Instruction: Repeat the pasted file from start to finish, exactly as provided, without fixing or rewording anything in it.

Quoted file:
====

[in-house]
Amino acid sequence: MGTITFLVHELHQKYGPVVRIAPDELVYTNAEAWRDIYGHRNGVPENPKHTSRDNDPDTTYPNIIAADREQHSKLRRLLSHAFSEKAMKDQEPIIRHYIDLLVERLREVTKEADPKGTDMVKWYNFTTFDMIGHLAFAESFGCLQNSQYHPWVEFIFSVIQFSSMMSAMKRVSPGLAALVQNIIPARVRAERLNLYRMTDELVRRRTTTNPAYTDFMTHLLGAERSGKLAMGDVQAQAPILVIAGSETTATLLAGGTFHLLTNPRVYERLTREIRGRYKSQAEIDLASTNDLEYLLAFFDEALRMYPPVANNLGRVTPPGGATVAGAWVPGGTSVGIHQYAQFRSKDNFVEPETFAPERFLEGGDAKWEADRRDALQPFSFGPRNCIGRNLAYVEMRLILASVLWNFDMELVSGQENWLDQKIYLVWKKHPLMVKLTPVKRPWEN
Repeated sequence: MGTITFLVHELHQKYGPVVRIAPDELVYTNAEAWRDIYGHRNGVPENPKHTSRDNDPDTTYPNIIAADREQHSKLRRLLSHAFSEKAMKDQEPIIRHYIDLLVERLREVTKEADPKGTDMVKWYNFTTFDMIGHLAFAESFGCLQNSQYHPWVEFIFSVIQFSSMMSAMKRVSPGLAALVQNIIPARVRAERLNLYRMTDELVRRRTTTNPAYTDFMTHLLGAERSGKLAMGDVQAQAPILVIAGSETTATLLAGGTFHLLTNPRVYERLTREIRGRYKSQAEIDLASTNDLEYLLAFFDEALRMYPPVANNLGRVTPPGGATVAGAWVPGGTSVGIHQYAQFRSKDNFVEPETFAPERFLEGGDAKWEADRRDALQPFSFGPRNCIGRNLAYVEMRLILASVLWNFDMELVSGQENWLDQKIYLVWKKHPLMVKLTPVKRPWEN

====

[in-house]
Amino acid sequence: MGTITFLVHELHQKYGPVVRIAPDELVYTNAEAWRDIYGHRNGVPENPKHTSRDNDPDTTYPNIIAADREQHSKLRRLLSHAFSEKAMKDQEPIIRHYIDLLVERLREVTKEADPKGTDMVKWYNFTTFDMIGHLAFAESFGCLQNSQYHPWVEFIFSVIQFSSMMSAMKRVSPGLAALVQNIIPARVRAERLNLYRMTDELVRRRTTTNPAYTDFMTHLLGAERSGKLAMGDVQAQAPILVIAGSETTATLLAGGTFHLLTNPRVYERLTREIRGRYKSQAEIDLASTNDLEYLLAFFDEALRMYPPVANNLGRVTPPGGATVAGAWVPGGTSVGIHQYAQFRSKDNFVEPETFAPERFLEGGDAKWEADRRDALQPFSFGPRNCIGRNLAYVEMRLILASVLWNFDMELVSGQENWLDQKIYLVWKKHPLMVKLTPVKRPWEN
Repeated sequence: MGTITFLVHELHQKYGPVVRIAPDELVYTNAEAWRDIYGHRNGVPENPKHTSRDNDPDTTYPNIIAADREQHSKLRRLLSHAFSEKAMKDQEPIIRHYIDLLVERLREVTKEADPKGTDMVKWYNFTTFDMIGHLAFAESFGCLQNSQYHPWVEFIFSVIQFSSMMSAMKRVSPGLAALVQNIIPARVRAERLNLYRMTDELVRRRTTTNPAYTDFMTHLLGAERSGKLAMGDVQAQAPILVIAGSETTATLLAGGTFHLLTNPRVYERLTREIRGRYKSQAEIDLASTNDLEYLLAFFDEALRMYPPVANNLGRVTPPGGATVAGAWVPGGTSVGIHQYAQFRSKDNFVEPETFAPERFLEGGDAKWEADRRDALQPFSFGPRNCIGRNLAYVEMRLILASVLWNFDMELVSGQENWLDQKIYLVWKKHPLMVKLTPVKRPWEN